Queen of Stars
Lo! in the paintedoriel of the West,
Whose panes the sunken sun incarnadines,
Like a fair lady at her casement, shines
The evening star, the star of love and rest!
And then anon she doth herself divest
Of all her radiant garments, and reclines
Behind the sombre screen of yonder pines,
With slumber and soft dreams of love oppressed.
O my beloved, my sweet Hesperus!
My morning and my evening star of love!
My best and gentlest lady! even thus,
As that fair planet in the sky above,
Dost thou retire unto thy rest at night,
And from thy darkened window fades the light.
— The Evening Star, Henry Wadsforth Longfellow
It is said that in all of Faerie, no place is more full of sorrow and joy than the Court of Stars. There dwells Morwel, who wears a dress of shimmering motes of light, whose hair is as fire and gold, whose sword is a ray of moonlight, whose consorts weave the threads of destiny and rage with the desert’s fury.
When mortals and fairies perceive her court, it is as an autumnal sylvan forest. Overhead the sky is brilliant with massive stars, far closer than the skies of the mortal realm or even the Sky Kingdom. The Celestial Lights dance overhead, running in all directions, and even touching the ground itself. At the center of the forest lies a palace of crystal. A rainbow settles in the middle courtyard, directly adjacent to the spire where Morwel and her consorts hold court.
Access to the court is under the sole power of Morwel, who dictates when the paths to her realm open and where they appear. The only other way to reach the Court of Stars is by walking the rainbow that leads to the palace itself—the “Road of Seven Veils.” This entrance is heavily guarded by Morwel’s most powerful archons, shining beings of light and glass.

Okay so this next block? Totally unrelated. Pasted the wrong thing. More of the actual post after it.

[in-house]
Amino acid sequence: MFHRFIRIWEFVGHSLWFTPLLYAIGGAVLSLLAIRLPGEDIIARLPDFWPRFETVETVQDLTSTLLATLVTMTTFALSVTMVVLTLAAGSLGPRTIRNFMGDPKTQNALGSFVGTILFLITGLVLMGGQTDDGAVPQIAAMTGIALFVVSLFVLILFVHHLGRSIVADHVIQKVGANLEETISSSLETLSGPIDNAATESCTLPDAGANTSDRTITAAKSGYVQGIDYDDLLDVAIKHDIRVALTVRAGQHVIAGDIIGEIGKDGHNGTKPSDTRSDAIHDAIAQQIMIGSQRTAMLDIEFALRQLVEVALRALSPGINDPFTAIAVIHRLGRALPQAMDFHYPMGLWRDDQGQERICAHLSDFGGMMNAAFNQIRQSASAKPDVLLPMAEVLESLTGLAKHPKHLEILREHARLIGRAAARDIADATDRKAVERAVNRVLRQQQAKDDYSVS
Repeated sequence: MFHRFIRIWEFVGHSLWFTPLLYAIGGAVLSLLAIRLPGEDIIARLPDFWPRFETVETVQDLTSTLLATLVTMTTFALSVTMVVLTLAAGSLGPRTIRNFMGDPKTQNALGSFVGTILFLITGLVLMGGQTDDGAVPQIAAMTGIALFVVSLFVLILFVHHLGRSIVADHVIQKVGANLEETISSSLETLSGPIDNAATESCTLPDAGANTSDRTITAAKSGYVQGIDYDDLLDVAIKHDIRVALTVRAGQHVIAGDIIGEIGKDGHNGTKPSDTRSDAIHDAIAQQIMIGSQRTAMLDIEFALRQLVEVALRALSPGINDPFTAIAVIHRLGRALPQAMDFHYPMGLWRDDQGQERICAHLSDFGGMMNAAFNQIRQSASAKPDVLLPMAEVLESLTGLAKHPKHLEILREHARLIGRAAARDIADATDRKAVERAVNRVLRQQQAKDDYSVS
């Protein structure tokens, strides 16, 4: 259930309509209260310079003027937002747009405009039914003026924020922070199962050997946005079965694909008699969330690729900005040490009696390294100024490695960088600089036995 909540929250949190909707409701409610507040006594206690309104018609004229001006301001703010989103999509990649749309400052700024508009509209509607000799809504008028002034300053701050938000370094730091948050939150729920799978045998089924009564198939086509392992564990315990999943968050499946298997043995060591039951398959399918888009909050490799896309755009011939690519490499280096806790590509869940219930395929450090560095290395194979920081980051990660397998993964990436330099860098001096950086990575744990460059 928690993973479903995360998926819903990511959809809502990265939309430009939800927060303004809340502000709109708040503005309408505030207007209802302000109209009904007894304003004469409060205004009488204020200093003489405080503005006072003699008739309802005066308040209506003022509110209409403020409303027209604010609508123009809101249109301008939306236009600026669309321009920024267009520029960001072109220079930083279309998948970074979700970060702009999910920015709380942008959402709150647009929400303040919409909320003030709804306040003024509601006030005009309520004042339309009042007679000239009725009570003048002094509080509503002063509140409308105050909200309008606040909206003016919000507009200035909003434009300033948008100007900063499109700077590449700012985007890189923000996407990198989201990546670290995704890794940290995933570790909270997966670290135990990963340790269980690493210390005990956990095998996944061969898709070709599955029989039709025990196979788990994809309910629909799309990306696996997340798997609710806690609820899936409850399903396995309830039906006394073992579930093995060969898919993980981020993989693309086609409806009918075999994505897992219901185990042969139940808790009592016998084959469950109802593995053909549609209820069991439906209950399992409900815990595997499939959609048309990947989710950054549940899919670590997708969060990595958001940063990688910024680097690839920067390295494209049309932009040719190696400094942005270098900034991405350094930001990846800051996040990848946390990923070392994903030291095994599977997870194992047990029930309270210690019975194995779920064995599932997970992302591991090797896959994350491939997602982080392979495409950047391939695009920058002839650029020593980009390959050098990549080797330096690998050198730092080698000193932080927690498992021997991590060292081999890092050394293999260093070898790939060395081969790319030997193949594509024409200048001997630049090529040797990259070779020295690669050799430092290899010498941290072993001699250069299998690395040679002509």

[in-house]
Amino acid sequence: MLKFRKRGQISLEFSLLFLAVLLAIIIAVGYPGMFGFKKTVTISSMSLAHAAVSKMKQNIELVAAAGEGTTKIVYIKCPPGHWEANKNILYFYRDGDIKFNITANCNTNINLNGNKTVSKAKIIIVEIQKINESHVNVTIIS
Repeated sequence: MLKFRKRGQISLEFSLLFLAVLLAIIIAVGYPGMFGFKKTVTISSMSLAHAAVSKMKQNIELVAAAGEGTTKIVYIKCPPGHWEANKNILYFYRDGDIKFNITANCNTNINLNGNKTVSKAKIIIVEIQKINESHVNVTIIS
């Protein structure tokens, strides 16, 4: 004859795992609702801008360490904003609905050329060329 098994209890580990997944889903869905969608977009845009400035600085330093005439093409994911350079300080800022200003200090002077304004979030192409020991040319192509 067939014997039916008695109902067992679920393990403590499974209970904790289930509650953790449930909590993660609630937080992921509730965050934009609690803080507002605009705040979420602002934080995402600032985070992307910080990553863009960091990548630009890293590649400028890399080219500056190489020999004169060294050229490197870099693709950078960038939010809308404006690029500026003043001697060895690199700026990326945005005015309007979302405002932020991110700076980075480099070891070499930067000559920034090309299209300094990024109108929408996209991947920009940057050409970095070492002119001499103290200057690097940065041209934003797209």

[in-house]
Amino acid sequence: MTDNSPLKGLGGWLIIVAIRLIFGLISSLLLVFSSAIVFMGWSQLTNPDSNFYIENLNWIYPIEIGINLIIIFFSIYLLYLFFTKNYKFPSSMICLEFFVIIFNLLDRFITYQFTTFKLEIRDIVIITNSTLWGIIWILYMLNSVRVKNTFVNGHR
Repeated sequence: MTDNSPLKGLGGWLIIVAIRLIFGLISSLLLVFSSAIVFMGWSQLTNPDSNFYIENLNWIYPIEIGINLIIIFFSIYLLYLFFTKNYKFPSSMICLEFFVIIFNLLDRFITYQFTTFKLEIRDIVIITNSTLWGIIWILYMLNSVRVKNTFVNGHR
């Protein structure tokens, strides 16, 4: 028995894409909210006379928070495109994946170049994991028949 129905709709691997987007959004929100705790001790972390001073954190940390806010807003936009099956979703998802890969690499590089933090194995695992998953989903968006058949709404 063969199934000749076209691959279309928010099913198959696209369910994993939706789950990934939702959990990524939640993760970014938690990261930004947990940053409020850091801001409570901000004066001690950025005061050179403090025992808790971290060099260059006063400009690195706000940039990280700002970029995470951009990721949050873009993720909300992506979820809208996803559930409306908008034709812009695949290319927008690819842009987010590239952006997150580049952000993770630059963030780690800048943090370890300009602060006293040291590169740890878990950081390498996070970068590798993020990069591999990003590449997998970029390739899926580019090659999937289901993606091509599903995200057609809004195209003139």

In Morwel’s courtyard the legendary Fountain of Beauty flows with waters of liquid diamond. It is said to be the source of the beauty of all fairies and elves, though this is a matter of myth as much as fact.
The Queen herself appears to mortals as a elflike being with red hair, her beauty otherworldly and awesome to behold. She wears a mantle composed of flickering stars that flow from her neck down to her feet. Her eyes are pools of violet opal, her voice filled with a soothing energy.
This guise, however, is merely a veil cast over her true radiance, the light of which mortal flesh and eyes cannot endure.
Some claim that Morwel is an archfey who delights in beauty and inspires mortals to acts of kindness. Others tell tales of the fury of her two lovers, a noble gentleman and a furious dervish queen. Scholars concerned with the most esoteric nature of the universe say that her title, Queen of Stars, is not simply an allusion to her sparkling home. Rather, it is whispered that Morwel kindles new stars when the old ones go out, and brings swift ruin to any mortals who might somehow threaten the Guardians of Heaven.
Morwel rarely leaves her court, but there are accounts of her appearing in the court of Vindur, the Thunder King.